Table 1 Information content analysis based on the new hybrid axiomatic design methodology

    In this article, we use the accuracy rate of different alternative solutions as the basis for calculating the information content and set the recognition accuracy rate Ai to calculate the information content using Eq. (4):

    $$A_{i} = \frac{TP + TN}{{P + N}},$$

    where TP+FN represents the number of samples that are positive, and P+N is the total number of samples.

    $$P_{i} = A_{i} ,$$
    $$I_{i} = \log_{2} \frac{1}{{P_{i} }}.$$

    As shown in Table 1, we found that for gait detection and fall detection, the solution of wearable sensors has the least information content; for step counting, detecting the training time and detecting the patient’s walking speed, the solution of photoelectric sensors has the least information content.

    To accurately recognize the various states of the patient in real time, we proposed a multi-sensor system to obtain multiple features and classify activities from different dimensions. The system board was designed with a STM32 microprocessor powered by a 5 V battery. To improve the accuracy of fall detection, we developed a tri-sensor detection system (as shown in Figure 3) for our specific rehabilitation robot. The photoelectric sensors collect the spatial distribution features of the gait for activity recognition. The tension sensors collect the directional features by sampling the difference in the same-side sensor signals. The accelerometer sensor collects kinematic information for activity recognition.

    Figure 3

    The tri-sensor detection system

    Through the new hybrid methodology, we successfully designed a new low-cost robot that meets almost all the relevant requirements. Compared to the previous rehabilitation training robots, the cost of the new rehabilitation robot is reduced by as many as 42%, and it allows patients to achieve omnidirectional actuation with straightforward manipulation, which significantly improves patient satisfaction.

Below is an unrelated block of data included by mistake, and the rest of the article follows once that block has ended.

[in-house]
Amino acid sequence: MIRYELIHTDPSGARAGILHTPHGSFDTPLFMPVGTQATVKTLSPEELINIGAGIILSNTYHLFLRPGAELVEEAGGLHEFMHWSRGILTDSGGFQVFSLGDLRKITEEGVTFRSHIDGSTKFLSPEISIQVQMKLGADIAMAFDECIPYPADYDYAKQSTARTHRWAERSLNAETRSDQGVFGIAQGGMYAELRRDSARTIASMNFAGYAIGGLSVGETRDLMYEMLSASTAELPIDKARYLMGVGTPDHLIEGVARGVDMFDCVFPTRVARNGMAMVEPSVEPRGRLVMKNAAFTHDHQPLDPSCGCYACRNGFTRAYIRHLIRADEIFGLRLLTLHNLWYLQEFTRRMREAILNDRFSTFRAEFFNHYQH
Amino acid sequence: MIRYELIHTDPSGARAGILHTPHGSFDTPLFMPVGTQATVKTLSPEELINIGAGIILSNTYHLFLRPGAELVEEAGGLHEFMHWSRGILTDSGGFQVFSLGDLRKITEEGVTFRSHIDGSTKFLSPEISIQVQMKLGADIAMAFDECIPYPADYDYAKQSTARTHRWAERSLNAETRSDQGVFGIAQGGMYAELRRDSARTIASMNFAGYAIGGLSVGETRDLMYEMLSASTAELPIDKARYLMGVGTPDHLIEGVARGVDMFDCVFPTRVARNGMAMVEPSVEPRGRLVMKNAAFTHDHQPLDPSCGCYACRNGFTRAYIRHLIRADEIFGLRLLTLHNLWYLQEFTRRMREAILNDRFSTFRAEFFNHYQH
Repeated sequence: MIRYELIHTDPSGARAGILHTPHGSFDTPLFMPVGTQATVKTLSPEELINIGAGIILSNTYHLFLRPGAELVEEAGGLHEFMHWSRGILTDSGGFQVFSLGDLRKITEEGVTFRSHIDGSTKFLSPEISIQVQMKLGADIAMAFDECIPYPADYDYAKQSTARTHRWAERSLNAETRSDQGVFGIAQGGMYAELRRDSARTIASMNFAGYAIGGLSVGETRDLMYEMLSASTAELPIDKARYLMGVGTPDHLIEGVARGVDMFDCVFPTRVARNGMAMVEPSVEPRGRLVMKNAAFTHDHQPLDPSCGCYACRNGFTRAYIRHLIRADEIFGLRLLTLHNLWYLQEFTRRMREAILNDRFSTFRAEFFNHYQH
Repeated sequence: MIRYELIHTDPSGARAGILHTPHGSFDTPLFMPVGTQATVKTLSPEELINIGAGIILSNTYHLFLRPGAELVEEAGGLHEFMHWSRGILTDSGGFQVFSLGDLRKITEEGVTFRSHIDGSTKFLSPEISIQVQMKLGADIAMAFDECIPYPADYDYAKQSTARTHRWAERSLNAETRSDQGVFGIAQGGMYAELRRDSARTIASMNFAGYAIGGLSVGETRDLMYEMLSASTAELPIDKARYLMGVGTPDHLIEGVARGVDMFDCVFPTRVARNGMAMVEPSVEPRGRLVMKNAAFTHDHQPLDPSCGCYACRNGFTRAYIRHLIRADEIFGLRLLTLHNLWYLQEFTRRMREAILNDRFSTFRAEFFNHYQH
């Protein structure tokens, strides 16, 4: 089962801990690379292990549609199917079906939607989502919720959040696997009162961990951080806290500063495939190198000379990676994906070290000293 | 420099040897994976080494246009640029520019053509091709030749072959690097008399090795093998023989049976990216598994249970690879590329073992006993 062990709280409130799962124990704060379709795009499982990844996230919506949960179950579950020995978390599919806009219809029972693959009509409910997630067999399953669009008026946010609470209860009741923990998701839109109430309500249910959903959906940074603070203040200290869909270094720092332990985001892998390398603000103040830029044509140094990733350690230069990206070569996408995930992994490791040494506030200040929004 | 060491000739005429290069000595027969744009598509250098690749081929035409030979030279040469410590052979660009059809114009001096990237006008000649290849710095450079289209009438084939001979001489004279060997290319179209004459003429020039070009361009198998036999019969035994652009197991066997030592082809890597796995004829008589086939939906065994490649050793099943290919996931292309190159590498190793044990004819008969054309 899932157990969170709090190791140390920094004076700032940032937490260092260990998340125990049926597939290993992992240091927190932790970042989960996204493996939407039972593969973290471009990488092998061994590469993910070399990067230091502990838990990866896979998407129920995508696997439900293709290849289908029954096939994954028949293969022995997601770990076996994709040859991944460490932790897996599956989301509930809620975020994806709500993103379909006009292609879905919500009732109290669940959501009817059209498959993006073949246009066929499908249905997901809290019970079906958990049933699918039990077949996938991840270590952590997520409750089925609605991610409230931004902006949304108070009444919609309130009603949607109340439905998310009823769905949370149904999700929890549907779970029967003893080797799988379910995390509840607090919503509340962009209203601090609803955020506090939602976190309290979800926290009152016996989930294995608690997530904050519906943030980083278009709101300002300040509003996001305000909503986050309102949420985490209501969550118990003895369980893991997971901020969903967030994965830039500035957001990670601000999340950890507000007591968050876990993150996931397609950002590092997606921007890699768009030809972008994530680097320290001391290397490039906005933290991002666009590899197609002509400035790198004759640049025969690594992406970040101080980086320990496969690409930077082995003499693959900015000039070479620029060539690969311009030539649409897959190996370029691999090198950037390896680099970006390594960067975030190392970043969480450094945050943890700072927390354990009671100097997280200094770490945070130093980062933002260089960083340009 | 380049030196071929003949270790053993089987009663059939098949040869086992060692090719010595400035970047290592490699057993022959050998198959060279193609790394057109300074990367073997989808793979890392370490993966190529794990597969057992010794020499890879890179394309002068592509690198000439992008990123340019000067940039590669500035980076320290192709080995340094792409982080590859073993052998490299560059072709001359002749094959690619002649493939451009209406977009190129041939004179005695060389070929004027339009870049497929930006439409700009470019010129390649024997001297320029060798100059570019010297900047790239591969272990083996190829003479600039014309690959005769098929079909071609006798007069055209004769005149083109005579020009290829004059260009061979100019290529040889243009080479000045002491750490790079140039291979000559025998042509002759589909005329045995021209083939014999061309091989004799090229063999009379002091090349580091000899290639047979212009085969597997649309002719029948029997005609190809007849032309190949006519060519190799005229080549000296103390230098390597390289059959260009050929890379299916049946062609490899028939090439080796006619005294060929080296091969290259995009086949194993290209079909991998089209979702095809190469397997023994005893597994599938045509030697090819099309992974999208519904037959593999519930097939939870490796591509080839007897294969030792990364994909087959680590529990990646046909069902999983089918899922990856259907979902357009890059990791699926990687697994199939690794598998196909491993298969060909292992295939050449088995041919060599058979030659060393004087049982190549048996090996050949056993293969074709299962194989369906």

1. (1)

    Previous work has documented the effectiveness and strength of AD in the process of product design. Moreover, many scholars have performed extensive research to enrich and perfect the related theory. However, these studies did not focus on minimizing the total amount of information content, which is important for improving system ideality and customer experience. In this study, we proposed an approach for minimizing the total amount of information content based on trimming technology, IFRs, and technology evolution theory. The method can designers generate technically better solutions and create innovative products that can surprise users considering new trends and competitive markets.

  2. (2)

    This approach consists of an operational model of new hybrid methodology and related algorithms. Through the grammar structure of AD theory, the hierarchy of FRs is decomposed and mapped to the DPs to determine the design parameters for which attributes are related based on the relevance index. Finally, we reduce the total amount of information content by iteratively matching and merging the design parameters that meet the independence axiom constraint, and the attributes are related based on trimming technology, the IFRs, and technology evolution theory. The operational model can help designers simultaneously solve problems and evaluate projects.

  3. (3)

    Notably, to the best of our knowledge, this is the first study to propose a new hybrid methodology based on the iterative matching and merging of design parameters to minimize the total amount of information content. Our results provide compelling evidence for the effectiveness of this approach. However, some limitations are worth noting. The iterative matching and merging process is time intensive, and some professional knowledge is required. Future work should focus on developing an effective control method for the iterative process.


  1. [1]

    M Kuniavsky. Observing the customer experience: a practitioners guide to customer research. San Francisco, USA: Morgan Kaufmann Publishers, 2003.

    Google Scholar 

  2. [2]

    N P Suh. Axiomatic design-Advances and applications. New York: Oxford University Press, 2001.

    Google Scholar 

  3. [3]

    Martin G Helander, Lin Li. Axiomatc design in ergonomics and an extension of the information axiom. Journal of Engineering Design, 2002, 13(4): 321-339.

    Article  Google Scholar 

  4. [4]

    N P Suh. Axiomatic design theory for systems. Research in Engineering Design, 1998, 10: 189-209.

    Article  Google Scholar